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New Exhibit! Terrific Tales: From Fairies to Fables

fairy-tale-cover

“Terrific Tales: From Fairies to Fables” on exhibit in the Library Colonnade.  The exhibit is brought to you by Special Collections and will be on display July 1st –  August 15th.

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New exhibit! Beyond Words: Visual Narratives from the Block Book to the Graphic Novel

Beyond Words: Visual Narratives from the Block Book to the Graphic Novel

Yesterday I posed a question on Facebook: What do Albrecht Durer, Thomas Rowlandson, Frans Masereel, and Art Spiegelman have in common?  The answer: they all published works of sequential art, which are now on view in our latest exhibition, Beyond Words: Visual Narratives from the Block Book to the Graphic Novel.

Beyond Words: Visual Narratives from the Block Book to the Graphic NovelIf, as the popular saying goes, a picture is worth a thousand words, then pictures and words together form an even more powerful tool for communication, expression, and storytelling than either would alone.

The materials in this exhibition are from the Rare Book Collection and the Comic Art Collection. In each, artists and writers have used sequential art to construct narratives that are complex, subtle, sophisticated, and powerful. Rather than presenting an evolutionary history of visual storytelling, these selections allow us to situate woodcuts, engravings, comic strips, and graphic novels in a long tradition of word- and image-making, in order to consider the roles of image and narrative in our culture.

Beyond Words will be on view in the Ellis Library Colonnade May 3-31, 2013.

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Giovanni Boccaccio turns 700

Giovanni Boccaccio was born seven hundred years ago in Tuscany, Italy. Special Collections and Rare Books celebrates this important anniversary by displaying editions of Boccaccio’s work as well as that of influential contemporaries and predecessors.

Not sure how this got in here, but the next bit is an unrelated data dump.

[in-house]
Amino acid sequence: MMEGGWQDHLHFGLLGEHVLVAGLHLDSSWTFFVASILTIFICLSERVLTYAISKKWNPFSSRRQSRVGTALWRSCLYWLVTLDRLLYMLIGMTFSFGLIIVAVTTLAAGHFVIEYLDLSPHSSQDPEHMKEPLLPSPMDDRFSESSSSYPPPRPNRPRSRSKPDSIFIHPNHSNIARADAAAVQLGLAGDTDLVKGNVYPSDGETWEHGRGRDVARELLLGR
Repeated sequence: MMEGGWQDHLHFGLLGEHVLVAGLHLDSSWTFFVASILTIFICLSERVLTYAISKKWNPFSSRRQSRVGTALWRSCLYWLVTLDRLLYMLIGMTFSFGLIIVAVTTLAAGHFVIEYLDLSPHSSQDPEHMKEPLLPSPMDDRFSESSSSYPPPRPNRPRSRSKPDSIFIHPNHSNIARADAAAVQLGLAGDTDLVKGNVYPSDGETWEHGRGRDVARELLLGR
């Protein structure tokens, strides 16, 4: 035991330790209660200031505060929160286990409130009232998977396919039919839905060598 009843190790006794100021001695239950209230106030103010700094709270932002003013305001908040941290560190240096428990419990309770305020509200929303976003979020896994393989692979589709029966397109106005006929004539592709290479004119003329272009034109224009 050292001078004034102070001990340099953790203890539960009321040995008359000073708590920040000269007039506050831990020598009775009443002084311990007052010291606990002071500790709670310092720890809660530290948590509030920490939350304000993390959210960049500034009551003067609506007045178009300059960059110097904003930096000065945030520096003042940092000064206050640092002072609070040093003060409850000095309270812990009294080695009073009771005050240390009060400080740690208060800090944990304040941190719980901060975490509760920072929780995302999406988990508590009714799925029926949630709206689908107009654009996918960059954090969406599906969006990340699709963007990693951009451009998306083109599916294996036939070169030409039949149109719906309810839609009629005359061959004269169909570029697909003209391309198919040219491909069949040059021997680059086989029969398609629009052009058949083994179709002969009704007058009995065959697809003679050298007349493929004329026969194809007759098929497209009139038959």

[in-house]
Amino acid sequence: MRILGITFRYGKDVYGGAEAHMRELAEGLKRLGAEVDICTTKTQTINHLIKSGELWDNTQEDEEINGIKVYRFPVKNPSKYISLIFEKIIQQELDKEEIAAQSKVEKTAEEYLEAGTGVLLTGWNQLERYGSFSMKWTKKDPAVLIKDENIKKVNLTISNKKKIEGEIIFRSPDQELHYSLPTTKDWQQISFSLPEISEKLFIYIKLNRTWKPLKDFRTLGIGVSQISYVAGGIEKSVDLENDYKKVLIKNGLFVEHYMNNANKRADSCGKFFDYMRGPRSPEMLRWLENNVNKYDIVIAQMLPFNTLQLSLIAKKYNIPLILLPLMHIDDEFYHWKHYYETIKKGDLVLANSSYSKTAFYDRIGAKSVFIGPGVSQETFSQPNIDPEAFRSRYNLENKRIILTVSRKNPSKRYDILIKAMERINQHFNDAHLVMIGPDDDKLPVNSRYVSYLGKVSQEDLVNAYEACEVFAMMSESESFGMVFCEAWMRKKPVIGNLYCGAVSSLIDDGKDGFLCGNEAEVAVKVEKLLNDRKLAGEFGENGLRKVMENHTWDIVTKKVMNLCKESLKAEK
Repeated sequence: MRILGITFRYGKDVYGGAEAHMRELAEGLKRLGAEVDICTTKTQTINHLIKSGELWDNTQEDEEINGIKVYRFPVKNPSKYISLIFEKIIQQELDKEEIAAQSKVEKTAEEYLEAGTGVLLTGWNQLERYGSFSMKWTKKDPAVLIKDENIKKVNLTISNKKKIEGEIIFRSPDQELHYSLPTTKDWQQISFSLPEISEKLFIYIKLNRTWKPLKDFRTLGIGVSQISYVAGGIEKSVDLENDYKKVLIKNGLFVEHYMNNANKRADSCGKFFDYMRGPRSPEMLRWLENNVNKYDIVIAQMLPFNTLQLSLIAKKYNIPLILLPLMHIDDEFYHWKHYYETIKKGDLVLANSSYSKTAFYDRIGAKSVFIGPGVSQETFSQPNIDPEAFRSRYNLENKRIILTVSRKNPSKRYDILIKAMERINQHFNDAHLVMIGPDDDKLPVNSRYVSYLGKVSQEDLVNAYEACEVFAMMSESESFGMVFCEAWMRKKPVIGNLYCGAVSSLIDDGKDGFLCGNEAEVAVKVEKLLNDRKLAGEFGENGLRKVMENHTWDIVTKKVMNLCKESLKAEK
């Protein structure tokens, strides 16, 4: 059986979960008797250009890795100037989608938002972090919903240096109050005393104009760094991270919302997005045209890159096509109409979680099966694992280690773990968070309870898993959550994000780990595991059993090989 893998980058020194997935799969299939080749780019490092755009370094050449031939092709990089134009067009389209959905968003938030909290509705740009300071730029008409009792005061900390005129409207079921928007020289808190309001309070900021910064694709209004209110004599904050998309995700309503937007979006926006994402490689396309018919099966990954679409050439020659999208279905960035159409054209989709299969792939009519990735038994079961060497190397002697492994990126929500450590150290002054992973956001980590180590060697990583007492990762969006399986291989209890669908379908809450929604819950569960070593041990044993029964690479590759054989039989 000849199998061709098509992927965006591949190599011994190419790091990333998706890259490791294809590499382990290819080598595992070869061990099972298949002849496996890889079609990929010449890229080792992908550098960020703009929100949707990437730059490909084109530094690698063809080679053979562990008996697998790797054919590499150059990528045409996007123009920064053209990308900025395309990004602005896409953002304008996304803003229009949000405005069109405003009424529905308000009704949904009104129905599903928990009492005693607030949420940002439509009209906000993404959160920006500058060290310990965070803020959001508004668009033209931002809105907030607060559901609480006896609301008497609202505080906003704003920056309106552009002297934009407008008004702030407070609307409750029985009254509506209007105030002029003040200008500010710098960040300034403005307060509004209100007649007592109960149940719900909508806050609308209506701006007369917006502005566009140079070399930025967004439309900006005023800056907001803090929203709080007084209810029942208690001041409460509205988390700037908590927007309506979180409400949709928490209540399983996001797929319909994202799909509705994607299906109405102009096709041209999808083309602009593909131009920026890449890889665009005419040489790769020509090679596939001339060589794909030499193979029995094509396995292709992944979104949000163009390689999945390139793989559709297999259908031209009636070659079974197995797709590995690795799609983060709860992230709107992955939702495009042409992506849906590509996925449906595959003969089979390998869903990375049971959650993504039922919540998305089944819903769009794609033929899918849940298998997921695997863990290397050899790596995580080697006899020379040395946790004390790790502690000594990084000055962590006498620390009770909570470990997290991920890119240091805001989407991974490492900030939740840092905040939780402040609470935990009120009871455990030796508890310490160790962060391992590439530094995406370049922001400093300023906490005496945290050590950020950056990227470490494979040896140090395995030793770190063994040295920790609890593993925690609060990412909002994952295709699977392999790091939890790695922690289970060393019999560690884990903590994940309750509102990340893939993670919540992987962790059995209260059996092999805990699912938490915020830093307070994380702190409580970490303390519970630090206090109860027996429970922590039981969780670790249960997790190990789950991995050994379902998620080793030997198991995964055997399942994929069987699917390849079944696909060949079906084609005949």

Il Decamerone, 1729, FlorenceBoccaccio made an inauspicious start as the illegitimate son of Boccaccino di Chellino. He was adopted by his father, but along with security and status came the duties associated with being an acknowledged scion of the merchant class. Boccaccio received training in banking and law–both of which he resented– before abandoning both for poetry.

Though Boccaccio is best known today for The Decameron, he wrote over fifteen works, many of which were valued over The Decameron in his own lifetime. Beyond the passing tides of literary taste, what remains certain is that Boccaccio’s work reflects the uncertainty of his era. Fourteenth-century Italy, with its dynastic wars, popular uprisings, and plagues favored resourcefulness. There were times to cast off the past, and there were tHistoriated Initial, Geneologia degli dei, Venice, 1547imes to cling to past models. Boccaccio began writing in the vernacular early in his career with Caccia di Diana of 1334. It is to this phase that we owe The Decameron, a work that has been called the “epic of the merchant class” and “Boccaccio’s human comedy that stands next to Dante’s Divine Comedy.” His work would take a sober turn after he became acquainted with Petrach. With Petrarch’s encouragement, Boccaccio studied the classics and began writing in Latin. To this phase we owe the existence of De genealogia deorum gentilium.

Detail, Geneologia deorum gentilium, Venice 1494Highlights of our exhibition include a combined edition of De genealogia deorum gentilium and his other reference work, de montibus & siluis de fontibus: lacubus: & fluminibus, published in 1494 in Venice. The Italian translation, Geneologia degli dei, published in 1547, also in Venice, will also be displayed. Other items of interest include sixteenth-century works of Ovid, Petrarch, Dante, and Villani. These include a first edition of the Italian translation of Dante’s De Volgare Eloquenzia.and an edition of Petrarch published by the famous printer, Aldus Manutius, in 1533. We will also display of early twentieth-Illustration from Tales from Boccaccio, New York, 1947century deluxe editions of Boccaccio’s Decameron, rated PG-13 for the portrayal  of clerics in compromising poses.

Printer's Device, De Volgare Eloquenzia, Venice, 1526

Branca, Vittore. Boccaccio: The Man and His Works, trans. Richard Monges. New York: New York UP, 1976.

Serafini-Sauli, Judith Powers. Giovanni Boccaccio. Boston: Twayne Publishers, 1982.

 

 

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